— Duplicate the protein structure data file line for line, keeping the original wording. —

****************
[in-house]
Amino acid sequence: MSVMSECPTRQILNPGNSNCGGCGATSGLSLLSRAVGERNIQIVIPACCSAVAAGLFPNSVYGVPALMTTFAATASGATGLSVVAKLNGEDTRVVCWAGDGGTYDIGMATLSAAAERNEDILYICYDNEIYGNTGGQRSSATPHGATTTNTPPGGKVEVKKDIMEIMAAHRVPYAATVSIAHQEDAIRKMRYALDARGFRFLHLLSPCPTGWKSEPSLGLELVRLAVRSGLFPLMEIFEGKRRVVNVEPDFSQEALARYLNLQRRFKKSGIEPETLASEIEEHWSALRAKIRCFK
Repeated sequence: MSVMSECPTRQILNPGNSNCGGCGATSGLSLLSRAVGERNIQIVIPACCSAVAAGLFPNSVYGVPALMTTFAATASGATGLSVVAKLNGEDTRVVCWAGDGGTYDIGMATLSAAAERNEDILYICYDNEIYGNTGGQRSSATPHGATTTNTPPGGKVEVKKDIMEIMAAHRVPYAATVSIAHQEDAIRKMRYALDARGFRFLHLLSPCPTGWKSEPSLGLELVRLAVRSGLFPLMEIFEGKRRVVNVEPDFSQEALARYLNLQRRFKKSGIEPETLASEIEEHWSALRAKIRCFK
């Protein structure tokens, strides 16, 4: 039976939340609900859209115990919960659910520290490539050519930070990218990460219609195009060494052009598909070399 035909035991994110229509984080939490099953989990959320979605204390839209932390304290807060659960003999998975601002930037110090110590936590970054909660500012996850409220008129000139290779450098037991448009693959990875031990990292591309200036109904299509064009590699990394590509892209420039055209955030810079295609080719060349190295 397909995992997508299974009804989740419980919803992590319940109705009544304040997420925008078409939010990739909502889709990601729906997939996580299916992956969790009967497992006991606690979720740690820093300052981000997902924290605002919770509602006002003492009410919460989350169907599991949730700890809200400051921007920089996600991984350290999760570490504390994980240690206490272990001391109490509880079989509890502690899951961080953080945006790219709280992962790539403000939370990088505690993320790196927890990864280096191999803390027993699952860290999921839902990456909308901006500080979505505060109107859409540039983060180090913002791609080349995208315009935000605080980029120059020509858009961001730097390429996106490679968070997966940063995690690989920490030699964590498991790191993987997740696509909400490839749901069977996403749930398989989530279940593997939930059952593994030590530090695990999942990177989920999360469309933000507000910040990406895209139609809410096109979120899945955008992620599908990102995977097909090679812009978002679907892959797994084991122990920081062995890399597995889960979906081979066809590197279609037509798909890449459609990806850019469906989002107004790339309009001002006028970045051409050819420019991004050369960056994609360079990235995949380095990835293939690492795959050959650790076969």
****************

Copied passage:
[in-house]
Amino acid sequence: MSVMSECPTRQILNPGNSNCGGCGATSGLSLLSRAVGERNIQIVIPACCSAVAAGLFPNSVYGVPALMTTFAATASGATGLSVVAKLNGEDTRVVCWAGDGGTYDIGMATLSAAAERNEDILYICYDNEIYGNTGGQRSSATPHGATTTNTPPGGKVEVKKDIMEIMAAHRVPYAATVSIAHQEDAIRKMRYALDARGFRFLHLLSPCPTGWKSEPSLGLELVRLAVRSGLFPLMEIFEGKRRVVNVEPDFSQEALARYLNLQRRFKKSGIEPETLASEIEEHWSALRAKIRCFK
Repeated sequence: MSVMSECPTRQILNPGNSNCGGCGATSGLSLLSRAVGERNIQIVIPACCSAVAAGLFPNSVYGVPALMTTFAATASGATGLSVVAKLNGEDTRVVCWAGDGGTYDIGMATLSAAAERNEDILYICYDNEIYGNTGGQRSSATPHGATTTNTPPGGKVEVKKDIMEIMAAHRVPYAATVSIAHQEDAIRKMRYALDARGFRFLHLLSPCPTGWKSEPSLGLELVRLAVRSGLFPLMEIFEGKRRVVNVEPDFSQEALARYLNLQRRFKKSGIEPETLASEIEEHWSALRAKIRCFK
């Protein structure tokens, strides 16, 4: 039976939340609900859209115990919960659910520290490539050519930070990218990460219609195009060494052009598909070399 035909035991994110229509984080939490099953989990959320979605204390839209932390304290807060659960003999998975601002930037110090110590936590970054909660500012996850409220008129000139290779450098037991448009693959990875031990990292591309200036109904299509064009590699990394590509892209420039055209955030810079295609080719060349190295 397909995992997508299974009804989740419980919803992590319940109705009544304040997420925008078409939010990739909502889709990601729906997939996580299916992956969790009967497992006991606690979720740690820093300052981000997902924290605002919770509602006002003492009410919460989350169907599991949730700890809200400051921007920089996600991984350290999760570490504390994980240690206490272990001391109490509880079989509890502690899951961080953080945006790219709280992962790539403000939370990088505690993320790196927890990864280096191999803390027993699952860290999921839902990456909308901006500080979505505060109107859409540039983060180090913002791609080349995208315009935000605080980029120059020509858009961001730097390429996106490679968070997966940063995690690989920490030699964590498991790191993987997740696509909400490839749901069977996403749930398989989530279940593997939930059952593994030590530090695990999942990177989920999360469309933000507000910040990406895209139609809410096109979120899945955008992620599908990102995977097909090679812009978002679907892959797994084991122990920081062995890399597995889960979906081979066809590197279609037509798909890449459609990806850019469906989002107004790339309009001002006028970045051409050819420019991004050369960056994609360079990235995949380095990835293939690492795959050959650790076969």